Early detection and treatment provide the very best opportunity to treat and correct vision problems to help children see clearly. Good vision doesn't always just happen - a child's brain has to learn how to use their eyes to see. The longer a vision problem goes undiagnosed and untreated, the more a child's brain has to overcompensate to live with the vision problem, instead of developing and learning normally.
Common Eye Problems in Children
Refractive Error: The light entering the eye does not come into focus on the retina (at the back of the eye), resulting in an out-of-focus image. Vision will be blurry. Myopia, Hyperopia, and Astigmatism are common in children. Refractive error is correctable with glasses or contact lenses
Myopia (Nearsighted): Light entering the eye focuses in front of the retina. Vision will be clear when viewing close objects, but distant objects are blurry. You may notice your child pulling objects close to their face to view them. They may be having difficulty from the back of the classroom. Your child may squint or rub their eyes a lot.
Hyperopia (Farsighted): Light entering the eye focuses behind the retina. Vision will will often be clear when viewing distant objects, but can be blurry when viewing near objects. You may notice your child having difficulty with reading and near tasks. They may complain of headaches or tired eyes.
Astigmatism: The curve of the cornea (the front of the eye) or the curve of the lens inside the eye are irregularly shaped. The light entering the eye is therefore out-of-focus. Objects could be blurry at all distances and may appear warped. Your child may show symptoms similarly to being nearsighted or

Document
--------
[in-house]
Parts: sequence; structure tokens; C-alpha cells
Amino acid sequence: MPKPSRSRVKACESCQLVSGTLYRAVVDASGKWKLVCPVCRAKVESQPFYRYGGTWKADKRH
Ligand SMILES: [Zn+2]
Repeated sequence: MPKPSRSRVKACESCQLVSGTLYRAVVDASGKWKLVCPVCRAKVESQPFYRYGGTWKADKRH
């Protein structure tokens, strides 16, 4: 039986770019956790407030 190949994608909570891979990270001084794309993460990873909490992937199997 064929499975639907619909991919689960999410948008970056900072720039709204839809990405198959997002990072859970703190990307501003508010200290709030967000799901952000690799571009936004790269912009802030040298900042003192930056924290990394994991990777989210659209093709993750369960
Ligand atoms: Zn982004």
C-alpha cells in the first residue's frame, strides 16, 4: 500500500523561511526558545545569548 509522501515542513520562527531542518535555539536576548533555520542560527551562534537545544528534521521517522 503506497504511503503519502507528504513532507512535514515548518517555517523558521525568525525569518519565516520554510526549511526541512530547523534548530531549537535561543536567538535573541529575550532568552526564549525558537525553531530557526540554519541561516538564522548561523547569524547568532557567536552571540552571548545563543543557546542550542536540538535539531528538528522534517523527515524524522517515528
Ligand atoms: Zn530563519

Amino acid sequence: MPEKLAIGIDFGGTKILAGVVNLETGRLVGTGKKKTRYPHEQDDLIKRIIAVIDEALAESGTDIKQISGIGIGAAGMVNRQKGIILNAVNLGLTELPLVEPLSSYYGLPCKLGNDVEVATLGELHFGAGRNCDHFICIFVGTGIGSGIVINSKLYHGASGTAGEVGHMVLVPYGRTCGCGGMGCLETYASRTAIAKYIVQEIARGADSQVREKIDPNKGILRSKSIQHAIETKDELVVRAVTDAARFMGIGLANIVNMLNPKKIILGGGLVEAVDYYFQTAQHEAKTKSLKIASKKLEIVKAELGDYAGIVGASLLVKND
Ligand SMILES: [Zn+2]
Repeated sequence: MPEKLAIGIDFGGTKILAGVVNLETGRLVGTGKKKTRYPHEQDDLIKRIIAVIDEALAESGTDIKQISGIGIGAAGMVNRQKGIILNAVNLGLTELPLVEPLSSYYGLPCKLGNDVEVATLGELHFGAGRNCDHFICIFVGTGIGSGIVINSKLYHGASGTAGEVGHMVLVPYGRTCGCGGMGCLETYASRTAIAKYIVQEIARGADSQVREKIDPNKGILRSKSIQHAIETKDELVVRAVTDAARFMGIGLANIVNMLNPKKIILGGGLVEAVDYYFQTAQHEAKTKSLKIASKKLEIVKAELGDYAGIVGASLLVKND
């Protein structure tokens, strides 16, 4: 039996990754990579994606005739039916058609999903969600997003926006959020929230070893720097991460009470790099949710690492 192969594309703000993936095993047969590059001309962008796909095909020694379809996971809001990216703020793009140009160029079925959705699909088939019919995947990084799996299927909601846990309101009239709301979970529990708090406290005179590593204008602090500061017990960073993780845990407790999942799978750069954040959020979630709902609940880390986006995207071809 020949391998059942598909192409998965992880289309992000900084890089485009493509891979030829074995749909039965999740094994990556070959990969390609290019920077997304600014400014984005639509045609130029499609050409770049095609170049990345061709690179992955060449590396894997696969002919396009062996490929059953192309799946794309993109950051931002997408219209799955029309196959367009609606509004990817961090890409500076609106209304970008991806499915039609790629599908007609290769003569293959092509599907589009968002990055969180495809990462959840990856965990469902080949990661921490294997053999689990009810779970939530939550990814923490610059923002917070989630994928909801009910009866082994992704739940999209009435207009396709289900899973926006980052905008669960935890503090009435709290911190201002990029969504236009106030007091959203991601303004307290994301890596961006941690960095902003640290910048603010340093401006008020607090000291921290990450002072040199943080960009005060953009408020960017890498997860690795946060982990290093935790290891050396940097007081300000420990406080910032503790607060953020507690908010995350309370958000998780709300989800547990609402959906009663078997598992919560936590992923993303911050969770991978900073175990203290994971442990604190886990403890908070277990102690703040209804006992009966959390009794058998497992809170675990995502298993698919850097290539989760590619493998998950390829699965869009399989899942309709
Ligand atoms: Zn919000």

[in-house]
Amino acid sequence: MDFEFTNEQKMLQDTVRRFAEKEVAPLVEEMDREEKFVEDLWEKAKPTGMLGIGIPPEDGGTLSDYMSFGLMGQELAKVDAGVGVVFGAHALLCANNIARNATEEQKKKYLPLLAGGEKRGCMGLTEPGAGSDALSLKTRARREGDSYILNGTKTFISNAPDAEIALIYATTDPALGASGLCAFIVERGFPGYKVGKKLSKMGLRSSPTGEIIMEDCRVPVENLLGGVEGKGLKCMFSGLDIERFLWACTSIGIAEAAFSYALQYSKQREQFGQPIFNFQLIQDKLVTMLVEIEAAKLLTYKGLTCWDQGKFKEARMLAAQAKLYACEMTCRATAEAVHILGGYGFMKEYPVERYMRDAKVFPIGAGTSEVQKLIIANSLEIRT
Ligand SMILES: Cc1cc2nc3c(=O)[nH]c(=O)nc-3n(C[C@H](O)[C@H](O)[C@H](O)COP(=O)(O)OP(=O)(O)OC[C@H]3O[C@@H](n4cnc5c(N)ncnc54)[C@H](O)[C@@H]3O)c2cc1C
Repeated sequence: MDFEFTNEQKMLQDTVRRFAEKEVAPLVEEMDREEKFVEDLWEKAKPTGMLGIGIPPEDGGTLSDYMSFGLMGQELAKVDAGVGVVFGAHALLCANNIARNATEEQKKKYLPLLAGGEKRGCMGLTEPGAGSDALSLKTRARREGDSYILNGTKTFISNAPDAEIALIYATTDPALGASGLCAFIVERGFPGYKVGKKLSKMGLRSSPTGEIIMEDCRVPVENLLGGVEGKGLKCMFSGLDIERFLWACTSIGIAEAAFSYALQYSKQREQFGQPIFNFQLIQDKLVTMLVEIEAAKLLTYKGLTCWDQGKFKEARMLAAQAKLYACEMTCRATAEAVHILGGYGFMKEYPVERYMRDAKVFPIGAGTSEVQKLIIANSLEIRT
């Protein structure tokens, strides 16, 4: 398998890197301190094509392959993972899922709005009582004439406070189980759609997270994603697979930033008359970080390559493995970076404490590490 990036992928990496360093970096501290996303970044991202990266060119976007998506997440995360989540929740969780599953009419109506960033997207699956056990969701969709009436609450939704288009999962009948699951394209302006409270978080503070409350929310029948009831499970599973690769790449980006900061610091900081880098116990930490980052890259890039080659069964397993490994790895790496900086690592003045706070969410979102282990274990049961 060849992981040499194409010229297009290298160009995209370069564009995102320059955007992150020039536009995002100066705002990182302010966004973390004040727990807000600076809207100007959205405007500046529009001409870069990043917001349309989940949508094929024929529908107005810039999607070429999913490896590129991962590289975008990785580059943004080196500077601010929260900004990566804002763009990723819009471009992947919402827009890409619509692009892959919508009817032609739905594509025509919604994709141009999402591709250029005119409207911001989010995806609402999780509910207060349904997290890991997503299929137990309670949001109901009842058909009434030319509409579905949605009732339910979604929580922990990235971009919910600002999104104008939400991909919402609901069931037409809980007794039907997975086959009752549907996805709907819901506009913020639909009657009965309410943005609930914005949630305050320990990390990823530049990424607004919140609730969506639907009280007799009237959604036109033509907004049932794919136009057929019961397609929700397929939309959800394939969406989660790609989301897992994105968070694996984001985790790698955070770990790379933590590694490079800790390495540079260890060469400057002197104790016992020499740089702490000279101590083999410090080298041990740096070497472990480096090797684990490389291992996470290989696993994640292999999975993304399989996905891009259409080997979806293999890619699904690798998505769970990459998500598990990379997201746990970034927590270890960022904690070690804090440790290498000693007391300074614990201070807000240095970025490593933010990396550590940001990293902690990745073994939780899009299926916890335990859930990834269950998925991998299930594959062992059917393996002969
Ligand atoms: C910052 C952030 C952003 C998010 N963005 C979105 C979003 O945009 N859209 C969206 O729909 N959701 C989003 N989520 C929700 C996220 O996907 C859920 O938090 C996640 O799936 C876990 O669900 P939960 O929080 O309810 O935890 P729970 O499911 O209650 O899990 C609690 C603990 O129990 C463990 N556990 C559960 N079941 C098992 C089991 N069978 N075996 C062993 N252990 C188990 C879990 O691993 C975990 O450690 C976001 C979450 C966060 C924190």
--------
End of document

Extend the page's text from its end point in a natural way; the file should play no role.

Strabismus (Eye turn): An eye muscle weakness that causes one eye to turn inward or outward. Strabismus is sometimes visibly noticeable, but mild cases of strabismus may not be detected by a nonprofessional. Strabismus can cause double vision, but may be asymptomatic. Strabismus will often lead to blindness of the turned eye due to improper development if left untreated. Children with strabismus have poor depth perception.
Amblyopia (Lazy Eye): Poor vision, usually only in one eye, that results from underdeveloped vision. The most common causes of amblyopia are strabismus and high refractive error in one or both eyes. Amblyopia in one eye may be asymptomatic. Amblyopia must be treated in childhood while the eyes are still developing in order to correct vision.
Color Deficiency: The inability to discern between different shades of color. Severity can range from mild to severe. Colorblindess in children is usually congenital, so there will often be a family history of colorblindness. The most common inheritence pattern is from your maternal grandfather. It is important for your child's educators to know if your child has a color deficiency, as they may need special accomodations in the classroom.
Conjunctivitis (Pink Eye): inflammation of the conjunctiva, the outer tissues of the eye. Conjunctivitis is most commonly caused by allergies and eye infections. Children often contract viral conjunctivis, which is highly contagious. To avoid “pink eye” make sure to wash your hands regularly, refrain from rubbing your eyes, and do not share towels.
Is your child due for an eye exam?